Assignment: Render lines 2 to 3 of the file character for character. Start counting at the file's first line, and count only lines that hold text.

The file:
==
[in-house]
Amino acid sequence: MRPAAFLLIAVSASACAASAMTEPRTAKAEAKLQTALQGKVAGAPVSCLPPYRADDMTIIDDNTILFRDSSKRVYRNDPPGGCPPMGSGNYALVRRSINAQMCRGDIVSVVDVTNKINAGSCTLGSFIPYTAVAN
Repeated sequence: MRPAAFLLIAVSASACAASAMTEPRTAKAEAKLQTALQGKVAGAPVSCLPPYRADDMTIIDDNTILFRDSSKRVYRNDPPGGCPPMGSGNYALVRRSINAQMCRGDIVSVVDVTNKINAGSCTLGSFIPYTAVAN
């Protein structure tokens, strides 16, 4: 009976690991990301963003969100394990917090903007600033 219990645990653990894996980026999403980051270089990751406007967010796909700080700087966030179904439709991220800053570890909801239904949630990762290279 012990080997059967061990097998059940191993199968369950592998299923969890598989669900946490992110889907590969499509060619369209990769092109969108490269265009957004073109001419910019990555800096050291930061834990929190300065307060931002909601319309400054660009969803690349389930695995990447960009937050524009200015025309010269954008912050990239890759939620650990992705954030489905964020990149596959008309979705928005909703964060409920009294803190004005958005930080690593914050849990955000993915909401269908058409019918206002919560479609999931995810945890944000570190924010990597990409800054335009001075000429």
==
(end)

Amino acid sequence: MRPAAFLLIAVSASACAASAMTEPRTAKAEAKLQTALQGKVAGAPVSCLPPYRADDMTIIDDNTILFRDSSKRVYRNDPPGGCPPMGSGNYALVRRSINAQMCRGDIVSVVDVTNKINAGSCTLGSFIPYTAVAN
Repeated sequence: MRPAAFLLIAVSASACAASAMTEPRTAKAEAKLQTALQGKVAGAPVSCLPPYRADDMTIIDDNTILFRDSSKRVYRNDPPGGCPPMGSGNYALVRRSINAQMCRGDIVSVVDVTNKINAGSCTLGSFIPYTAVAN